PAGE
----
PAULINE ETHERTON McPHERSON
9 May, 1991
by Arvord M. Abernethy
There was double rejoicing at the home of Ephriam and
Gertrude Oliver Etherton when twin daughters, Pauline and Maurine arrived
that winter day, January 18, 1914. This happened at Alexander, over there
in Erath County.
Mr. Etherton arrived in Alexander with his parents in
1878 from Ft. Bend County. His first schooling was in a log cabin, but he
went on to become a pharmacist and to operate a drug store there in
Alexander for 45 years. All this time he served as postmaster as the post
office was there in his store.
Thus Pauline we mentioned earlier is the one we know as
Mrs. Cecil McPherson. Pauline did her public school work at Dublin and
after finishing high school there she attended Tarleton College which was
just a two year college then. Then she attended Howard Payne College where
she received a B.S. Degree in elementary education in 1939. She began
teaching then but continued her educational work and received a Masters
from Baylor in 1945.
first teaching was at Green=s
Creek which is a fine community south of Stephenville. When she said Green=s
Creek, it rang a bell with me. When we lived at Allison up in the
Panhandle there was a fine family there by the name of Kiker and he
mentioned several times that he had come from Green=s
Creek down in Erath County. I asked Pauline if she met any of the Kikers
when teaching there and she said that they were a highly respected family.
She also said that her twin sister=s
mother-in-law was a Kiker.
After teaching at Green=s
Creek, Pauline came and taught a year at Warren=s
Creek for a year a year before going to Energy where she taught the first
grade for some three years. Here she met and married Cecil McPherson, a
son of one of the pioneer families in that section.
With the bombing of Pearl Harbor, America found itself
involved in a world wide conflict and this was placed Cecil in the
Military Police Department. His duties called for his involvement at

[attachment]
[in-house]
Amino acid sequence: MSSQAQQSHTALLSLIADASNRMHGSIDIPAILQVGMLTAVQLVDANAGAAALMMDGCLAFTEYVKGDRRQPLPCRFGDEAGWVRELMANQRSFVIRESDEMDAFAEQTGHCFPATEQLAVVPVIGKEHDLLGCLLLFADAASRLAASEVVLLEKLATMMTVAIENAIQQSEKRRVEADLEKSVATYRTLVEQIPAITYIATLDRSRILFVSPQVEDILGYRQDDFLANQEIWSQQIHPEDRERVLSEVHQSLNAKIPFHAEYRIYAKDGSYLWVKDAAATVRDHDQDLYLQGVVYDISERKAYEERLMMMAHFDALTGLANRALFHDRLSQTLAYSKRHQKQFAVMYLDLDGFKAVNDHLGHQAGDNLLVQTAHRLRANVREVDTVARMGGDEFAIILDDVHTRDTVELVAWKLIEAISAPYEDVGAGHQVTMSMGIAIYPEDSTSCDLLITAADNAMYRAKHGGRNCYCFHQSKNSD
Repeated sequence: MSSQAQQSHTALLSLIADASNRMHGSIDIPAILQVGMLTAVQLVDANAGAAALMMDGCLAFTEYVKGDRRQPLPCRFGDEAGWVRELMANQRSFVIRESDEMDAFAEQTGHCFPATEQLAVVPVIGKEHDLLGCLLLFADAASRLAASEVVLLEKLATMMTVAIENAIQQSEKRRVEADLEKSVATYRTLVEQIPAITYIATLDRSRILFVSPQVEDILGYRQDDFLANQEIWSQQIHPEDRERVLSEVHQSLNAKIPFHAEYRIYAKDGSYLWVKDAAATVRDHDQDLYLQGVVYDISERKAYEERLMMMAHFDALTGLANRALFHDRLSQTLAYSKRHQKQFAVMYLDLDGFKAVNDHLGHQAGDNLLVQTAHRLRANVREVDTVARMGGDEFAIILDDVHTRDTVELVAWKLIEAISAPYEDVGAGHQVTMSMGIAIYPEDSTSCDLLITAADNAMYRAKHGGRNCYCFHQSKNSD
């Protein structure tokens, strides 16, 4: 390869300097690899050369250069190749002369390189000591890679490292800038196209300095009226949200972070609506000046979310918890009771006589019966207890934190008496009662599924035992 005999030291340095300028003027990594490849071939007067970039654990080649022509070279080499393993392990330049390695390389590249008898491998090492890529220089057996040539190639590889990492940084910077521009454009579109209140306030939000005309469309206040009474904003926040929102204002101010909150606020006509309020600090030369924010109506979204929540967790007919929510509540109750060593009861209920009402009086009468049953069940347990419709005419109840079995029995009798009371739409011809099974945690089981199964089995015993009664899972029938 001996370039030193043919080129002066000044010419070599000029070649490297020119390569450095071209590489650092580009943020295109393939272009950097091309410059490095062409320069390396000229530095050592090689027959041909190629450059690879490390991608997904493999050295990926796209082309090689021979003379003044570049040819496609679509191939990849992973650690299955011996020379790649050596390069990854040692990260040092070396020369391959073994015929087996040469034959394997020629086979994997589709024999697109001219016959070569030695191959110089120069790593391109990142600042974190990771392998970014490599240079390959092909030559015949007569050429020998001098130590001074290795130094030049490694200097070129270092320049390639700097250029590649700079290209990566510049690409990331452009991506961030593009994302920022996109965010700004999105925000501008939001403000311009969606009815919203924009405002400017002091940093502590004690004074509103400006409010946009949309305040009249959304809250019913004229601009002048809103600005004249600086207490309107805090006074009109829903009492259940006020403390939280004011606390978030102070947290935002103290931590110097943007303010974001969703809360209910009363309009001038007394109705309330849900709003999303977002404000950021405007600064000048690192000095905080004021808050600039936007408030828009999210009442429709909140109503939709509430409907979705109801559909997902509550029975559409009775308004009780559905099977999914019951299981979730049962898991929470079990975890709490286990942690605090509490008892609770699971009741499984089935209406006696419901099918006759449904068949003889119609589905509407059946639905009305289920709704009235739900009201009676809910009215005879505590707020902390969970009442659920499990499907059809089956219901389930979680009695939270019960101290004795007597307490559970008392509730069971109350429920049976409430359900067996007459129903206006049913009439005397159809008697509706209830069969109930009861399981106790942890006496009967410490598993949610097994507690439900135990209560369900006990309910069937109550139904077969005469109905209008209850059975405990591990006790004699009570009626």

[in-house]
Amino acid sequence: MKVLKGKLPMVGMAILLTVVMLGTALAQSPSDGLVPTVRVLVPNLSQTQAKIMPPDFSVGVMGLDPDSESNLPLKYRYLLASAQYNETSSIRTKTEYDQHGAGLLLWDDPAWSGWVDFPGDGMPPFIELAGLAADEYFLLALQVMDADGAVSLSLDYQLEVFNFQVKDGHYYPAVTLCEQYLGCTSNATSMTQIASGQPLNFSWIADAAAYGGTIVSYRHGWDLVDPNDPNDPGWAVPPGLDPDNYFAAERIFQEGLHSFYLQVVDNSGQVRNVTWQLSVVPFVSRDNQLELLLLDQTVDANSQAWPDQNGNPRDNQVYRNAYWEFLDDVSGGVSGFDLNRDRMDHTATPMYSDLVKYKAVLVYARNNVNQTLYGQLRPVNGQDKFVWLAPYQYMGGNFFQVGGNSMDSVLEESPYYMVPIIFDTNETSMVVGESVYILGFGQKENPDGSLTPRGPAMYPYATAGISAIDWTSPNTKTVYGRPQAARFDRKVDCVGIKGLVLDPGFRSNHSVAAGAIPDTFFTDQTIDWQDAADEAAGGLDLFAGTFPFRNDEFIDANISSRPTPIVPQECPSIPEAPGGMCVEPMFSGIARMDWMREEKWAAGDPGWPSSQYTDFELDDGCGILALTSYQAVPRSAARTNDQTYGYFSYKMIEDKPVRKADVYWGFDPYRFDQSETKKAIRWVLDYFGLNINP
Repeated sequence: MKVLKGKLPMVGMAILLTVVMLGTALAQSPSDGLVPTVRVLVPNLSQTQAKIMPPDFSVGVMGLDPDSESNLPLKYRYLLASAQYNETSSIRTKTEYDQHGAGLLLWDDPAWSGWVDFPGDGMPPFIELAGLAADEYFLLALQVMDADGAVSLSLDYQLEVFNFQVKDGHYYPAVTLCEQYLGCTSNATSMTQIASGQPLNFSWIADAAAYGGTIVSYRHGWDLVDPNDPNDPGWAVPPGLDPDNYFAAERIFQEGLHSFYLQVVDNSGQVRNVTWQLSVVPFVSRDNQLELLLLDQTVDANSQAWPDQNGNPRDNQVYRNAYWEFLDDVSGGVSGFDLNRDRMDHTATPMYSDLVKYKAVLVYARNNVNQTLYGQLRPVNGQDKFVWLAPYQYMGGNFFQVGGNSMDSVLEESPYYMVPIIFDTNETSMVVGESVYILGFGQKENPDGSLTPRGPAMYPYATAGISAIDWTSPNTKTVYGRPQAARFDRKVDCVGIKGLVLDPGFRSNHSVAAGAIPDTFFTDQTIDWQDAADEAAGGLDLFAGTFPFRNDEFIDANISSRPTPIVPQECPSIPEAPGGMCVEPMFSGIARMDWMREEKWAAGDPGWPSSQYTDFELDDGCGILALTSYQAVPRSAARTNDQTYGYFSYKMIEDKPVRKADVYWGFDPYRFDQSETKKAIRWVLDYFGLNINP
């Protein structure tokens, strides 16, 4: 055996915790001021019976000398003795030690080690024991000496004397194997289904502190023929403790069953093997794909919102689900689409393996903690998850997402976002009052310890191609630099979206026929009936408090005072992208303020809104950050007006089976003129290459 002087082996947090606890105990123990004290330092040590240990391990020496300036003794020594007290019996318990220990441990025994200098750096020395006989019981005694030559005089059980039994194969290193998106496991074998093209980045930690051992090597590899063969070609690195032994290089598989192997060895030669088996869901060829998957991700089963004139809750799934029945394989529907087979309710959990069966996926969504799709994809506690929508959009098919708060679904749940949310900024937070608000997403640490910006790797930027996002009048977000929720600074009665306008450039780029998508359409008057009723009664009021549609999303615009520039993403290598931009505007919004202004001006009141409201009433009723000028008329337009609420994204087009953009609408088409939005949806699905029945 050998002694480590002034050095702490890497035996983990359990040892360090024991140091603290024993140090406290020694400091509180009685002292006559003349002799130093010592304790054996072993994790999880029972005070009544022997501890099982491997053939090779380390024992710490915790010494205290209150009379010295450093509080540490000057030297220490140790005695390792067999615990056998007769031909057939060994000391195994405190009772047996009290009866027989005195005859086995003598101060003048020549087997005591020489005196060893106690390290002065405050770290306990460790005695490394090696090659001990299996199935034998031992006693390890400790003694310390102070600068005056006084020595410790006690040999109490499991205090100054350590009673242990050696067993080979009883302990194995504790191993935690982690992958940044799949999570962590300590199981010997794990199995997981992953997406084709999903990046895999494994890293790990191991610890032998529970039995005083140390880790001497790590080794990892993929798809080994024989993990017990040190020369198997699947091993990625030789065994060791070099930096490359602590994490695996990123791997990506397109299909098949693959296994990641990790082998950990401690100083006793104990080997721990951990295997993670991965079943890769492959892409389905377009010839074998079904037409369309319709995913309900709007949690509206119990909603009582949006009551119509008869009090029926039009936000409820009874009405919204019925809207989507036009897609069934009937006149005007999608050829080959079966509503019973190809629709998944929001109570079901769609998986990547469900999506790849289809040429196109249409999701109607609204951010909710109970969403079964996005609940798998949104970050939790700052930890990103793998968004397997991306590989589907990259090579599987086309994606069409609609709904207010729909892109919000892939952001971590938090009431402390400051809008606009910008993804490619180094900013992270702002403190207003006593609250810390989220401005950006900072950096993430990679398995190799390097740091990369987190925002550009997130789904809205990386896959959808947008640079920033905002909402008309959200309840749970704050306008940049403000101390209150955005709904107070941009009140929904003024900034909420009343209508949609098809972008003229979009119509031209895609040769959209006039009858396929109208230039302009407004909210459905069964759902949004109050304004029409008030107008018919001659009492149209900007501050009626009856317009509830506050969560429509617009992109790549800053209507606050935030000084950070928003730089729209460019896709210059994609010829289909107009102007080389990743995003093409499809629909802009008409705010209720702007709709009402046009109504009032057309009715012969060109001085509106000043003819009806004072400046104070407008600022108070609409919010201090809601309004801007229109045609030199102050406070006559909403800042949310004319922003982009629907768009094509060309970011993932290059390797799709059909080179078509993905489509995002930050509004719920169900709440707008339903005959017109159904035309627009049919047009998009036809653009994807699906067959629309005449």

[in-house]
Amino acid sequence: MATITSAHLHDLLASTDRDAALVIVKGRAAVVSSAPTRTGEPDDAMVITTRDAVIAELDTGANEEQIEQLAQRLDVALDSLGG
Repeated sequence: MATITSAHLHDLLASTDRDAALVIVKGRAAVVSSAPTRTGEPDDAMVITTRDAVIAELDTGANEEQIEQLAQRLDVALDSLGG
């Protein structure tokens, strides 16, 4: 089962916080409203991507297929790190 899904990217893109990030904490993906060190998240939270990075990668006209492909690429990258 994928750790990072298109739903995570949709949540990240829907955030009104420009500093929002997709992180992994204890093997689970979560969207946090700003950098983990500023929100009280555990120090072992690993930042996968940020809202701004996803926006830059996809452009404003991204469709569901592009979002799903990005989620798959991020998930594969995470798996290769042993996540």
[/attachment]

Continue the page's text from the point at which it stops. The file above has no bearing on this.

various places, but the main place was at Richland, Washington.
His stories of his duties at Richland could make an
interesting story itself. Here the Manhattan Project was being carried out
which meant the assembling of the atomic bomb. The secrecy of the project
was almost beyond imagination. Probably not much over a half dozen people
knew exactly what they were building, only knowing that it was part of the
Cecil and Pauline=s
lives had to be checked, so the persons around Energy that they gave for
reference were visited and carefully questioned.
Richland was a mushroon city, growing into the thousands
almost overnight. It was a self-contained city with its stores, schools,
hospital, community church, and even a cemetery. If a person had to leave
the compound for business, they had to tell where they were going, etc.
and when they returned the car was thoroughly checked even down to the
Pauline worked for about a year there at Richland for
the Hanford Engineering Works, then there came an opening in the school
for an elementary teacher, so she taught there. She had high praise for
the Washington School system, and since most of the pupils were from the
homes of the select group, they were well mannered.
After the war the McPhersons returned to Energy and
Pauline resumed her teaching. After some teaching there at Energy and at
Lamkin and five years at Pottsville she came to Hamilton and taught Junior
English for 27 years.
During all these years at Hamilton she was also sponsor
for the high school annual, the Pioneer, a book many Hamilton High
graduates will always treasure.
Another project that she sponsored in school was AReady
Writing.@ In this, students are
encouraged to be as knowledgeable as possible on all subjects such as
current events, etc. so when they were given a subject to write so many
words in a certain amount of time they could. Some state winners resulted
from her leadership.
Pauline broke her hip in 1978 and that ended a long
career of teaching. Some of her time now is taken up with civic
organizations such as the Retired Teacher=s
Association and the 20th Century Study Club. She is a member of Delta
Kappa Gamma, an honorary teacher=s
With time on her hands she makes all the gifts that have
to be given on different occasions. She also has time to keep up on her
Pauline and Cecil have celebrated their 50th Anniversary
and still find time to worship at the Pettit Baptist Church.
ACROSS THE FENCE